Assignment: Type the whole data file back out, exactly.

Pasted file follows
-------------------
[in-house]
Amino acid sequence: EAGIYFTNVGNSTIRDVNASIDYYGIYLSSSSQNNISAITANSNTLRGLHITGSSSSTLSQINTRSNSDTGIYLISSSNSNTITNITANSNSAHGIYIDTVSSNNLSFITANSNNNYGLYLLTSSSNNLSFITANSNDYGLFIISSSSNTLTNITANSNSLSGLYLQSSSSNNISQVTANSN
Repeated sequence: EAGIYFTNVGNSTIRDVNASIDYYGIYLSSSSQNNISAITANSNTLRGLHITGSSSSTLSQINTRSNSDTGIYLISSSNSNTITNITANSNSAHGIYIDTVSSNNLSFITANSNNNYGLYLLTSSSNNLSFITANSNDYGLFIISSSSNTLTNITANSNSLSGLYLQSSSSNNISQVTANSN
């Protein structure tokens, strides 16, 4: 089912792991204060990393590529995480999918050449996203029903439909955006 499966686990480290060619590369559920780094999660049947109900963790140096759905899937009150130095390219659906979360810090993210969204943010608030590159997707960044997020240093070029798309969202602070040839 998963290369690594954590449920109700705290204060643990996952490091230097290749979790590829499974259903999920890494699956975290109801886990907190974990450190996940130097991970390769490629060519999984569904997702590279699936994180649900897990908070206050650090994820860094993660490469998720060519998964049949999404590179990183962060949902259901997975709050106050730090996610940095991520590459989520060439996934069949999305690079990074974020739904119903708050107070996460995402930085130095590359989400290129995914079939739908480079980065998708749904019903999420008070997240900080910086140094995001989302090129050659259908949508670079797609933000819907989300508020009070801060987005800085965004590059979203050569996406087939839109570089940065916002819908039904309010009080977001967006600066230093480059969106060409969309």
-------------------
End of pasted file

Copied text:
[in-house]
Amino acid sequence: EAGIYFTNVGNSTIRDVNASIDYYGIYLSSSSQNNISAITANSNTLRGLHITGSSSSTLSQINTRSNSDTGIYLISSSNSNTITNITANSNSAHGIYIDTVSSNNLSFITANSNNNYGLYLLTSSSNNLSFITANSNDYGLFIISSSSNTLTNITANSNSLSGLYLQSSSSNNISQVTANSN
Repeated sequence: EAGIYFTNVGNSTIRDVNASIDYYGIYLSSSSQNNISAITANSNTLRGLHITGSSSSTLSQINTRSNSDTGIYLISSSNSNTITNITANSNSAHGIYIDTVSSNNLSFITANSNNNYGLYLLTSSSNNLSFITANSNDYGLFIISSSSNTLTNITANSNSLSGLYLQSSSSNNISQVTANSN
């Protein structure tokens, strides 16, 4: 089912792991204060990393590529995480999918050449996203029903439909955006 499966686990480290060619590369559920780094999660049947109900963790140096759905899937009150130095390219659906979360810090993210969204943010608030590159997707960044997020240093070029798309969202602070040839 998963290369690594954590449920109700705290204060643990996952490091230097290749979790590829499974259903999920890494699956975290109801886990907190974990450190996940130097991970390769490629060519999984569904997702590279699936994180649900897990908070206050650090994820860094993660490469998720060519998964049949999404590179990183962060949902259901997975709050106050730090996610940095991520590459989520060439996934069949999305690079990074974020739904119903708050107070996460995402930085130095590359989400290129995914079939739908480079980065998708749904019903999420008070997240900080910086140094995001989302090129050659259908949508670079797609933000819907989300508020009070801060987005800085965004590059979203050569996406087939839109570089940065916002819908039904309010009080977001967006600066230093480059969106060409969309």